Impaired indoleamine 2,3-dioxygenase production contributes to the development of autoimmunity in primary biliary cirrhosis

Sabine Oertelt-Prigione, Tin K Mao, Carlo Selmi, Koichi Tsuneyama, Aftab A Ansari, Ross Leon Coppel, Pietro Invernizzi, Mauro Podda, M Eric Gershwin

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14 Citations (Scopus)


The immunomodulatory effects of the tryptophan-catabolizing enzyme indoleamine 2,3-dioxygenase (IDO) have been elucidated at a cellular level and implicated in the pathogenesis of several complex diseases. Defects within the regulatory T cell compartment are one of the characteristics of primary biliary cirrhosis (PBC), an autoimmune chronic cholestatic liver disease, a phenotype that has also been shown in disease-mimicking animal models of this disease. We hypothesized that IDO dysregulation could lead to altered frequency and/or function of T cells at the level of antigen processing/presentation and we thus investigated IDO in peripheral monocytes and bile duct cells from patients with PBC. Both expression and activation manifested an impaired IFN-gamma response in peripheral monocytes while a peculiar IDO expression profile in bile duct cells characterized early stage PBC. Further, we observed an increased frequency of a gain-of-function SNP within the TGF-beta promoter region, a molecule known to suppress IDO transcription. In conclusion, we submit that an impaired IDO induction characterizes PBC and might represent a contributing factor in disease pathogenesis in association with several specific defects in the target tissue.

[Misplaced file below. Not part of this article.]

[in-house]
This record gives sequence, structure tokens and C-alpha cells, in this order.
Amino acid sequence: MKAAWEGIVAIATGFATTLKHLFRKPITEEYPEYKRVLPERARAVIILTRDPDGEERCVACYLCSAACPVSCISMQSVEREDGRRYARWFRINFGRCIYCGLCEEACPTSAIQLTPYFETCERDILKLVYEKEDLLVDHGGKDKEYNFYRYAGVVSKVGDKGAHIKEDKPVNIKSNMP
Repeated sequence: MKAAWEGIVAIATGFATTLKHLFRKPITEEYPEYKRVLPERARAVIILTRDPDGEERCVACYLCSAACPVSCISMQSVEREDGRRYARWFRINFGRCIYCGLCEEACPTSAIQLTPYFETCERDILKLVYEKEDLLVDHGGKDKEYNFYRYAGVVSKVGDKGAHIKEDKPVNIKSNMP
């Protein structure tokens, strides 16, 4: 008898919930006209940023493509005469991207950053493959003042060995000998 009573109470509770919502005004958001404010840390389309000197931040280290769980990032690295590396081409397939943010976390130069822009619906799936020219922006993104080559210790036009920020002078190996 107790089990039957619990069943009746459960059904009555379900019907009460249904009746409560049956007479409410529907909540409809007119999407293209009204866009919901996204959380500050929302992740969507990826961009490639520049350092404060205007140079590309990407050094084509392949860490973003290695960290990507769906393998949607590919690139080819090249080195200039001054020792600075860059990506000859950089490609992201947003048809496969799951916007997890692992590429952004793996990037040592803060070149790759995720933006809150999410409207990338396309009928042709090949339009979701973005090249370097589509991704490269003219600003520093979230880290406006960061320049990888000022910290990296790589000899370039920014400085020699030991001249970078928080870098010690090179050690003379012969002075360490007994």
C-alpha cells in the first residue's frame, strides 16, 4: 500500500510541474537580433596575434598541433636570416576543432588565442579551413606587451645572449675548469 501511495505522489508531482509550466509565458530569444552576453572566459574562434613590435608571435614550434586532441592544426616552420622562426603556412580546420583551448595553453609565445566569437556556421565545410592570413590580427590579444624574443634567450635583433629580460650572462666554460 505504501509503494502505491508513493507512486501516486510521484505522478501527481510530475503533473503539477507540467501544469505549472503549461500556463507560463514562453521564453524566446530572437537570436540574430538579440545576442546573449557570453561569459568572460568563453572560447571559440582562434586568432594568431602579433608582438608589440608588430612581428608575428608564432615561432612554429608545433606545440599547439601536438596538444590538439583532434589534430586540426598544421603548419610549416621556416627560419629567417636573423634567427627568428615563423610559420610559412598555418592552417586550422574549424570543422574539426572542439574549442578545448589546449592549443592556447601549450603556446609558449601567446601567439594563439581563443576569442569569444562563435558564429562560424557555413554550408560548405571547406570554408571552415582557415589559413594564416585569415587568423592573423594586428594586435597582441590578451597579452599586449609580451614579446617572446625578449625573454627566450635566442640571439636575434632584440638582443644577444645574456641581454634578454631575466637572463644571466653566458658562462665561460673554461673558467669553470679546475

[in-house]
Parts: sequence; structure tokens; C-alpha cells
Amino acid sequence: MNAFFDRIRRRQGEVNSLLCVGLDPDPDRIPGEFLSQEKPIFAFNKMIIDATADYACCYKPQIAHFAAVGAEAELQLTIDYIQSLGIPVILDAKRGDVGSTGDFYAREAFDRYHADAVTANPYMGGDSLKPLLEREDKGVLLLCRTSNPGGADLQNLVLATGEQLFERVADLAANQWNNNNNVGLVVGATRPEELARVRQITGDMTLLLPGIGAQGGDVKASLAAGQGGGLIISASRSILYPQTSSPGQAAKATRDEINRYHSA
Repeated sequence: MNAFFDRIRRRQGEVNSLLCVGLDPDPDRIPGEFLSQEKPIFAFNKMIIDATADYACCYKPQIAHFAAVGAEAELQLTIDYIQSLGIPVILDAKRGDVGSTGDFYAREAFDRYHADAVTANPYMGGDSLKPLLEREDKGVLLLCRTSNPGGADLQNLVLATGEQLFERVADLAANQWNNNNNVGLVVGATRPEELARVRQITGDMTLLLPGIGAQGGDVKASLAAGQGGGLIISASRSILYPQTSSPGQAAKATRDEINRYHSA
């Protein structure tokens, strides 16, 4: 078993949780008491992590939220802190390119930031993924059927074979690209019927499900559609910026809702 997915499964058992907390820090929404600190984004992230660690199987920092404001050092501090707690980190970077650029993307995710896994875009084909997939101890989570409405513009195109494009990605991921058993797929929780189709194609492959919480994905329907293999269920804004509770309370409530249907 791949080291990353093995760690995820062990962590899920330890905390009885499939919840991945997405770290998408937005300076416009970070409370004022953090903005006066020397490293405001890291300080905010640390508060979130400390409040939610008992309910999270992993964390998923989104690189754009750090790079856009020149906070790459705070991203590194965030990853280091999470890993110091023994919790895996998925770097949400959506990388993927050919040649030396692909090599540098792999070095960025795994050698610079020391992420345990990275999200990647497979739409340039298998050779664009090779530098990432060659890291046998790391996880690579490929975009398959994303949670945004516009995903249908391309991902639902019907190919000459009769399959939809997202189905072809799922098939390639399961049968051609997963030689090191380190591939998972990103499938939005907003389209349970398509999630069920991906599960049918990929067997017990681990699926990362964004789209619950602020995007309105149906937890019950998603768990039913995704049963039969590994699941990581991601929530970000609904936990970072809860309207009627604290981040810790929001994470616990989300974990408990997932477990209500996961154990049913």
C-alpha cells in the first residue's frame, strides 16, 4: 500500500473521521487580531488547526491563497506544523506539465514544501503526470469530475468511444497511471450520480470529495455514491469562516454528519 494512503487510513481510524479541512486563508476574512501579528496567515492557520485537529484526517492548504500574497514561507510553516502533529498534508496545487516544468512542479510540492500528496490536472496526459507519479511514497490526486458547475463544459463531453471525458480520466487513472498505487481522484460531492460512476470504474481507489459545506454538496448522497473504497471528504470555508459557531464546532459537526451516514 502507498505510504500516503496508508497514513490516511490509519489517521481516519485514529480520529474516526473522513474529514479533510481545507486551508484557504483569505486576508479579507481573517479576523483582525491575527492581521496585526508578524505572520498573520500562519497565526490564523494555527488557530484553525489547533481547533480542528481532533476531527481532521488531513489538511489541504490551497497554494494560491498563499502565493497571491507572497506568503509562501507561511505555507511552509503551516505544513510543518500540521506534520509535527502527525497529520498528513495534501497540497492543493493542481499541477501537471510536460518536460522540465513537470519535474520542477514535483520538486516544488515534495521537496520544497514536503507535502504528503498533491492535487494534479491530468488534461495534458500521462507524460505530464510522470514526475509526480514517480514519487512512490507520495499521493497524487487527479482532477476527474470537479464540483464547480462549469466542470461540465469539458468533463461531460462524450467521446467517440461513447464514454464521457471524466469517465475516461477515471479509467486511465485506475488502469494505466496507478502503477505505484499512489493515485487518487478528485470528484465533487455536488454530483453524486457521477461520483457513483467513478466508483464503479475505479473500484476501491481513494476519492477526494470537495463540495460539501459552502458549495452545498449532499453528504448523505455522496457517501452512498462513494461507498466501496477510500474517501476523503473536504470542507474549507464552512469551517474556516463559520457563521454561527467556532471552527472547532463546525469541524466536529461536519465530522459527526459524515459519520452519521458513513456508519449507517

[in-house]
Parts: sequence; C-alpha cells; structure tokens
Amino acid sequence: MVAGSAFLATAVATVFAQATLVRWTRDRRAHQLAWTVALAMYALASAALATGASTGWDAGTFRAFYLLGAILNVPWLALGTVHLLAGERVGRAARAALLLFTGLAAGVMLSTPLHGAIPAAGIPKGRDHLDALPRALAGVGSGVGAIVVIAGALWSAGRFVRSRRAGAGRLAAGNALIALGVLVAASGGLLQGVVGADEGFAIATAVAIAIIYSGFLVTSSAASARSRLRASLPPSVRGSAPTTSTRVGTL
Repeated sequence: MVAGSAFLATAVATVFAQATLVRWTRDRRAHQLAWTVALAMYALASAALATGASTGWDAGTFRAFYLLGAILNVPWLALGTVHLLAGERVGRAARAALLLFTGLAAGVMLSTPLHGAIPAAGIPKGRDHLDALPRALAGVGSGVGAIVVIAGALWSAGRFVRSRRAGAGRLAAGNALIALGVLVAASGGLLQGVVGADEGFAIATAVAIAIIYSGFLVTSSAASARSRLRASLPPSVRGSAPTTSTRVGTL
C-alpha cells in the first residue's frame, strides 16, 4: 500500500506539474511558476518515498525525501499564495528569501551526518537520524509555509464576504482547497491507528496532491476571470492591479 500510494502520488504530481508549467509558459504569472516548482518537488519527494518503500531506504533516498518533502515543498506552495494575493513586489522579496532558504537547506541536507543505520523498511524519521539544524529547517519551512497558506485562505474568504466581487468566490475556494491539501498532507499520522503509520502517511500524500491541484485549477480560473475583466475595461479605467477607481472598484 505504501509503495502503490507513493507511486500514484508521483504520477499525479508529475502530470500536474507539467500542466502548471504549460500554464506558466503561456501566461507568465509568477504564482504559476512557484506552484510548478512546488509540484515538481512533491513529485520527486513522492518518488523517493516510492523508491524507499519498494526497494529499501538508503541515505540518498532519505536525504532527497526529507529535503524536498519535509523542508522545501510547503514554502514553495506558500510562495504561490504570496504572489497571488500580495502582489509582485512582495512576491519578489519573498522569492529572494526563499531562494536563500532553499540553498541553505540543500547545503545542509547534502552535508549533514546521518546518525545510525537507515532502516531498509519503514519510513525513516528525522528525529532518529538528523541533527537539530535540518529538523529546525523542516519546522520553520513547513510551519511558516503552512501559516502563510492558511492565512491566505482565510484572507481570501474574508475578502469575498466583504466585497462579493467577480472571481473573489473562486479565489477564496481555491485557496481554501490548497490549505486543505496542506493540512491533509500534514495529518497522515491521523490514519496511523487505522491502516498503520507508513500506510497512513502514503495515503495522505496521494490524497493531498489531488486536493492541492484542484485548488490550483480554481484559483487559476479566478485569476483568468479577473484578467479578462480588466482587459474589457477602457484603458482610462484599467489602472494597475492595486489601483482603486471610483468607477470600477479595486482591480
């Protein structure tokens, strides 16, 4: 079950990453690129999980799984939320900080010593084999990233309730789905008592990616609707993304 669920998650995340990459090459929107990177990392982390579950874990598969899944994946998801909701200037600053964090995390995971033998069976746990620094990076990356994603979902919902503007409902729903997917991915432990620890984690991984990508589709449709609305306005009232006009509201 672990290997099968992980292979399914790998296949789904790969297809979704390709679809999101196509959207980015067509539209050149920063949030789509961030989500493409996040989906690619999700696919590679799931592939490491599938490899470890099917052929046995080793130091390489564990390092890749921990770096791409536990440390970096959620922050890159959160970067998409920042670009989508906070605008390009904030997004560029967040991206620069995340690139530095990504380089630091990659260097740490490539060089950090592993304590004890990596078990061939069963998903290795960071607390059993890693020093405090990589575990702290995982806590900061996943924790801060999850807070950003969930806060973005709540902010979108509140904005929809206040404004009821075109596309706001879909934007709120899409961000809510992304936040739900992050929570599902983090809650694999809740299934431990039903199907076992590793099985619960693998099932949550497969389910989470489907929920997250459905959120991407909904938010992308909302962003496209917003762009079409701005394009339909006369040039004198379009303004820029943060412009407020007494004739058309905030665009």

Original languageEnglish
Pages (from-to)92 - 99
Number of pages8
Issue number1
Publication statusPublished - 2008

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